THIS ROMAN CATHOLIC PRIEST IS CHRISTIAN!

NJ.com provides content for numerous publications including The Star-Ledger, The Times of Trenton, The Jersey Journal, South Jersey Times,The Hunterdon County Democrat, The Messenger-Gazette, The Warren Reporter, Independent Press, Suburban News, and Cranford Chronicle. It is owned by Advance Digital, an organisation.

Advance Publications, Inc., is a kike media company owned by the descendants of S.I. Newhouse Sr., Donald Newhouse and S.I. Newhouse, Jr. As of October 2014, it was ranked as the 44th largest private company in the United States according to Forbes. Crain's ranked Advance Publications the 4th largest private company in the New York area in 2012.

Samuel Irving "Si" Newhouse Jr. (Schmuley Neuhaus Jr, born 1927) and his brother Donald own Advance Publications, founded by their late father in 1922, whose properties include Condé Nast (publisher of such magazines as Vogue, Vanity Fair, The New Yorker, etc.), dozens of newspapers across the United States (including The Star-Ledger, The Plain Dealer, The Oregonian, etc.), former cable company Bright House Networks and a controlling stake in Discovery Communications. They are sons of Mitzi (Nee Epstein) and Samuel Irving Newhouse Sr., the founder of Advance Publications. His grandson, S. I. Newhouse IV, appeared in the documentary Born Rich. Sam Newhouse attended the Horace Mann School in New York City. He has an estimated net worth of $9.5 billion, and he was ranked the 46th richest American by Forbes magazine in 2014. Sam Newhouse was listed by Art News as among the top 200 art collectors in the world.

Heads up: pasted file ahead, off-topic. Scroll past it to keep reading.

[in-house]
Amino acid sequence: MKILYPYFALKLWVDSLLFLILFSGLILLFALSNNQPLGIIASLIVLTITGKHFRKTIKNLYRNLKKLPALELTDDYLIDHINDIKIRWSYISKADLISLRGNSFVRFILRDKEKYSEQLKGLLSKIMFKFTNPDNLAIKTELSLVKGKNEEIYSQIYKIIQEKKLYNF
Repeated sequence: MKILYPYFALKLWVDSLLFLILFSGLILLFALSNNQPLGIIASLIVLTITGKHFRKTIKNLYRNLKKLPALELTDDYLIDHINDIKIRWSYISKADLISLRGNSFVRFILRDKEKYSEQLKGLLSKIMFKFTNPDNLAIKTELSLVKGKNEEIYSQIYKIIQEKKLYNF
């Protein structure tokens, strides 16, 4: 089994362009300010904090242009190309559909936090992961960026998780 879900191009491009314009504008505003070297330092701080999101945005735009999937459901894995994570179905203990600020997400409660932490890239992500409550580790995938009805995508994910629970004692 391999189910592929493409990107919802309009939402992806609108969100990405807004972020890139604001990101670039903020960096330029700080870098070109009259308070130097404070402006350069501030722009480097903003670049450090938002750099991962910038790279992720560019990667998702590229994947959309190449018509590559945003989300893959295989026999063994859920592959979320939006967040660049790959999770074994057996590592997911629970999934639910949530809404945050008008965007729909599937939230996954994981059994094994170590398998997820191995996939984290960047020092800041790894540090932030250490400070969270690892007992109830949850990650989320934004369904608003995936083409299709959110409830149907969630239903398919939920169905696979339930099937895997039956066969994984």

Donald Edward Newhouse (born 1929) , according to Forbes, has an estimated net worth of $10.5 billion and the 56th richest person in the United States. In 1955, Don Newhouse married Susan Marley of Syracuse, the daughter of a local junk dealer turned self-made millionaire. They have three children: Katherine Irene Newhouse - school teacher at the Town School in New York; married Dr. Joseph Patrick Mele in 1991. Michael Andrew Newhouse - assistant publisher of the Times of Trenton; married Elyse Sue Applebaum in 1988. Elyse's brother, Scott Applebaum, is founder and CEO of Multispark, LLC. Elyse works as the president of global development at Advance's magazine company Conde Nast International. Steven O. Newhouse (b. 1957) - editor of the Jersey Journal; married to Gina Sanders in 1993. He also has six grandchildren: Sarah, Robert, David, Andrew, Alex, and Kate.